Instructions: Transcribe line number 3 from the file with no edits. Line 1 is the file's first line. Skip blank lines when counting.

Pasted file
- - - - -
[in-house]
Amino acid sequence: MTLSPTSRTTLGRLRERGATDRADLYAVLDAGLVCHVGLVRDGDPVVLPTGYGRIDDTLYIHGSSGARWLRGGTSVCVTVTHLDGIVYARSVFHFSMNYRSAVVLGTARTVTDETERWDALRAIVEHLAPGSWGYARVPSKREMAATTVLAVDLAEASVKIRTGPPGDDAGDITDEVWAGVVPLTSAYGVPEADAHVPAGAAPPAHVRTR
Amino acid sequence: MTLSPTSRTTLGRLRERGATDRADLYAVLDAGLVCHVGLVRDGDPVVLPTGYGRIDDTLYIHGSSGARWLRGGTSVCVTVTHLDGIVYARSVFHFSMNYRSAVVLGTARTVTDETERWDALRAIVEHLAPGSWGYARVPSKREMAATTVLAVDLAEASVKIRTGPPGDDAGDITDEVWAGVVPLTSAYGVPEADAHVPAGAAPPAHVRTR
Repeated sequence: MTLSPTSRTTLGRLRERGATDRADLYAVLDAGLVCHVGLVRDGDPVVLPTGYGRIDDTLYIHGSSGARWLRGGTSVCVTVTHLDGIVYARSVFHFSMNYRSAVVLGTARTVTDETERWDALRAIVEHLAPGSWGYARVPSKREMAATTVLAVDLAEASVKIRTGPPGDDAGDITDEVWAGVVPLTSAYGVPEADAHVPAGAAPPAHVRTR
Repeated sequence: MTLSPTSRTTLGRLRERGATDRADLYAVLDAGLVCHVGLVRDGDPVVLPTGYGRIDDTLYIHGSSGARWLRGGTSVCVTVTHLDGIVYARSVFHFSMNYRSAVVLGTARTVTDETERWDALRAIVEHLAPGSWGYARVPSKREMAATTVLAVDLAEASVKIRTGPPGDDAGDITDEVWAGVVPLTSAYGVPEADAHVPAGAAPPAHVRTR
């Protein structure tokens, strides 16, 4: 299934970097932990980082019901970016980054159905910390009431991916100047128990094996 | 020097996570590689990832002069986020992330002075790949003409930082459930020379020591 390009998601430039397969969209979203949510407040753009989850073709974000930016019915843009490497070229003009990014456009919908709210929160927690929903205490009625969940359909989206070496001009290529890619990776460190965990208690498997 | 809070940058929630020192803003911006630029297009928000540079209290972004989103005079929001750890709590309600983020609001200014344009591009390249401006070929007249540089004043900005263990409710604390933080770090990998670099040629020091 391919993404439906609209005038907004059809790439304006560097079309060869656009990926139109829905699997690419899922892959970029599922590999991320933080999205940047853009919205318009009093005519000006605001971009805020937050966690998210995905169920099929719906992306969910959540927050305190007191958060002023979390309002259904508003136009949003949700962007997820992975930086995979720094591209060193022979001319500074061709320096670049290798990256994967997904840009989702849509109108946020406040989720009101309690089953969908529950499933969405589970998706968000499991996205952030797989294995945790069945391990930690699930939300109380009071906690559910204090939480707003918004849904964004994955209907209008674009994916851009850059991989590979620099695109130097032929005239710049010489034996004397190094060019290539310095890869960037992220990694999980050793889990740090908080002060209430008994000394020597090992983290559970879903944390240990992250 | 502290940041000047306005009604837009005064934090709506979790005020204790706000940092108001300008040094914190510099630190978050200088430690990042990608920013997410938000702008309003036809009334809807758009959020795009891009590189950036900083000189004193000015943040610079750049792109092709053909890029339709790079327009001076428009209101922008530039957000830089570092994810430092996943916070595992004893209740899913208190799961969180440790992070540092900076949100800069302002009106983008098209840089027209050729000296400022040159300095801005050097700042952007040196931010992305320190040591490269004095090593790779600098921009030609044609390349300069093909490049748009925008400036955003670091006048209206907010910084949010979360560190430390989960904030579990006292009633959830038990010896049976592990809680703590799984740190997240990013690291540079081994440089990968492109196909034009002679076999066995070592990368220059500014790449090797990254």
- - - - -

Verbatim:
Amino acid sequence: MTLSPTSRTTLGRLRERGATDRADLYAVLDAGLVCHVGLVRDGDPVVLPTGYGRIDDTLYIHGSSGARWLRGGTSVCVTVTHLDGIVYARSVFHFSMNYRSAVVLGTARTVTDETERWDALRAIVEHLAPGSWGYARVPSKREMAATTVLAVDLAEASVKIRTGPPGDDAGDITDEVWAGVVPLTSAYGVPEADAHVPAGAAPPAHVRTR